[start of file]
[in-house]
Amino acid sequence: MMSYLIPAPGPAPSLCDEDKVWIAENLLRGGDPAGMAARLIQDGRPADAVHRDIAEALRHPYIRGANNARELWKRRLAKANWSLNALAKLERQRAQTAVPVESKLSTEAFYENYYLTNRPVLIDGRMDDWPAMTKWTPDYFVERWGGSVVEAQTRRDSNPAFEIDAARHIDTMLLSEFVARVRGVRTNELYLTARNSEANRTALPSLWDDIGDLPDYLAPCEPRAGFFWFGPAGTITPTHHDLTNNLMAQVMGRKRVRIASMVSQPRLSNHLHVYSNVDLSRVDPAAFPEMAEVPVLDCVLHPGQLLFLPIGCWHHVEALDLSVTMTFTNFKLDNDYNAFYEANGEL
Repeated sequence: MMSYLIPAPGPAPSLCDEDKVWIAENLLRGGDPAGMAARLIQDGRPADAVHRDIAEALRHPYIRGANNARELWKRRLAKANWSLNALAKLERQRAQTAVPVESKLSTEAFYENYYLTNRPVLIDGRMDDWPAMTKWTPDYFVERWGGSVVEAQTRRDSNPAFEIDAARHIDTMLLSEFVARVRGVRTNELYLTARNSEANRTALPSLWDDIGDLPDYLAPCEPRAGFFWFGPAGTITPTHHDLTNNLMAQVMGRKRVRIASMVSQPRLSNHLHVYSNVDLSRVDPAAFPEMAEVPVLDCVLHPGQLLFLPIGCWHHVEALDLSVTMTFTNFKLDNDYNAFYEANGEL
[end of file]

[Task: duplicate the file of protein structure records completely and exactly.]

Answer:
[in-house]
Amino acid sequence: MMSYLIPAPGPAPSLCDEDKVWIAENLLRGGDPAGMAARLIQDGRPADAVHRDIAEALRHPYIRGANNARELWKRRLAKANWSLNALAKLERQRAQTAVPVESKLSTEAFYENYYLTNRPVLIDGRMDDWPAMTKWTPDYFVERWGGSVVEAQTRRDSNPAFEIDAARHIDTMLLSEFVARVRGVRTNELYLTARNSEANRTALPSLWDDIGDLPDYLAPCEPRAGFFWFGPAGTITPTHHDLTNNLMAQVMGRKRVRIASMVSQPRLSNHLHVYSNVDLSRVDPAAFPEMAEVPVLDCVLHPGQLLFLPIGCWHHVEALDLSVTMTFTNFKLDNDYNAFYEANGEL
Repeated sequence: MMSYLIPAPGPAPSLCDEDKVWIAENLLRGGDPAGMAARLIQDGRPADAVHRDIAEALRHPYIRGANNARELWKRRLAKANWSLNALAKLERQRAQTAVPVESKLSTEAFYENYYLTNRPVLIDGRMDDWPAMTKWTPDYFVERWGGSVVEAQTRRDSNPAFEIDAARHIDTMLLSEFVARVRGVRTNELYLTARNSEANRTALPSLWDDIGDLPDYLAPCEPRAGFFWFGPAGTITPTHHDLTNNLMAQVMGRKRVRIASMVSQPRLSNHLHVYSNVDLSRVDPAAFPEMAEVPVLDCVLHPGQLLFLPIGCWHHVEALDLSVTMTFTNFKLDNDYNAFYEANGEL